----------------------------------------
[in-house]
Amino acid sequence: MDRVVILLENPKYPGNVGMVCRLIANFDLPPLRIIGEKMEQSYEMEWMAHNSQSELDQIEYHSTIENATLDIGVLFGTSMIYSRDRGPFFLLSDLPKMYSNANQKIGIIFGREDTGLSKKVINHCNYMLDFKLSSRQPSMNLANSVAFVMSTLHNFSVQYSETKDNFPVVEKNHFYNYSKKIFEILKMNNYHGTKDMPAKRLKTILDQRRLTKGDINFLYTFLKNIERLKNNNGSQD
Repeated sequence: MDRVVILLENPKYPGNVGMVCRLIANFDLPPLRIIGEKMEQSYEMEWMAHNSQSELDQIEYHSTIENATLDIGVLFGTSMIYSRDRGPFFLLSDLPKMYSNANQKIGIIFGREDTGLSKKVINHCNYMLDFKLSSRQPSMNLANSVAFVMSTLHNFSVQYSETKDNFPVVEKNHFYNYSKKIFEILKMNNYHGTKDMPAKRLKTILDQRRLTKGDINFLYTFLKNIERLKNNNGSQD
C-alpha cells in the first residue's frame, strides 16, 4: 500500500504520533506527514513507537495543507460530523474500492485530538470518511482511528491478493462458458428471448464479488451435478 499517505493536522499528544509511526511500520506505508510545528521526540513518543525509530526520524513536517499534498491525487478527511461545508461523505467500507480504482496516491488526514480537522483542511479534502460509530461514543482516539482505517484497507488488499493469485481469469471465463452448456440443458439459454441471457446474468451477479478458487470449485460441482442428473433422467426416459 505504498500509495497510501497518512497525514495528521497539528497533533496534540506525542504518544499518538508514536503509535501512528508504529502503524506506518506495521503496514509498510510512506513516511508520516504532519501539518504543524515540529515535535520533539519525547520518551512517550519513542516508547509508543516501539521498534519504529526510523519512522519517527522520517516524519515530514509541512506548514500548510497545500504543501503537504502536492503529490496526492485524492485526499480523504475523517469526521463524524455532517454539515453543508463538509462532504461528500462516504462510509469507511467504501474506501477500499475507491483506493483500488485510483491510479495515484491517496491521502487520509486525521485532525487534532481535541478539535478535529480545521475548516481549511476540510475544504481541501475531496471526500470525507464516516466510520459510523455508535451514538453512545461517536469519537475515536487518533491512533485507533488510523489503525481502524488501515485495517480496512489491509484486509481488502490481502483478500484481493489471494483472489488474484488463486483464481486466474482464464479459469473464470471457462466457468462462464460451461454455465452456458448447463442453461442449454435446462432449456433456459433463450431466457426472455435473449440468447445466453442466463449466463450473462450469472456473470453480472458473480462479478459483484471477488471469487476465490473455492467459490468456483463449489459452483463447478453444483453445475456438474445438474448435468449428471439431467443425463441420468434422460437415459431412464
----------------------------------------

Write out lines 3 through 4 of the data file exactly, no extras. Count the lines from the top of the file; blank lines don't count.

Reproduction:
Repeated sequence: MDRVVILLENPKYPGNVGMVCRLIANFDLPPLRIIGEKMEQSYEMEWMAHNSQSELDQIEYHSTIENATLDIGVLFGTSMIYSRDRGPFFLLSDLPKMYSNANQKIGIIFGREDTGLSKKVINHCNYMLDFKLSSRQPSMNLANSVAFVMSTLHNFSVQYSETKDNFPVVEKNHFYNYSKKIFEILKMNNYHGTKDMPAKRLKTILDQRRLTKGDINFLYTFLKNIERLKNNNGSQD
C-alpha cells in the first residue's frame, strides 16, 4: 500500500504520533506527514513507537495543507460530523474500492485530538470518511482511528491478493462458458428471448464479488451435478 499517505493536522499528544509511526511500520506505508510545528521526540513518543525509530526520524513536517499534498491525487478527511461545508461523505467500507480504482496516491488526514480537522483542511479534502460509530461514543482516539482505517484497507488488499493469485481469469471465463452448456440443458439459454441471457446474468451477479478458487470449485460441482442428473433422467426416459 505504498500509495497510501497518512497525514495528521497539528497533533496534540506525542504518544499518538508514536503509535501512528508504529502503524506506518506495521503496514509498510510512506513516511508520516504532519501539518504543524515540529515535535520533539519525547520518551512517550519513542516508547509508543516501539521498534519504529526510523519512522519517527522520517516524519515530514509541512506548514500548510497545500504543501503537504502536492503529490496526492485524492485526499480523504475523517469526521463524524455532517454539515453543508463538509462532504461528500462516504462510509469507511467504501474506501477500499475507491483506493483500488485510483491510479495515484491517496491521502487520509486525521485532525487534532481535541478539535478535529480545521475548516481549511476540510475544504481541501475531496471526500470525507464516516466510520459510523455508535451514538453512545461517536469519537475515536487518533491512533485507533488510523489503525481502524488501515485495517480496512489491509484486509481488502490481502483478500484481493489471494483472489488474484488463486483464481486466474482464464479459469473464470471457462466457468462462464460451461454455465452456458448447463442453461442449454435446462432449456433456459433463450431466457426472455435473449440468447445466453442466463449466463450473462450469472456473470453480472458473480462479478459483484471477488471469487476465490473455492467459490468456483463449489459452483463447478453444483453445475456438474445438474448435468449428471439431467443425463441420468434422460437415459431412464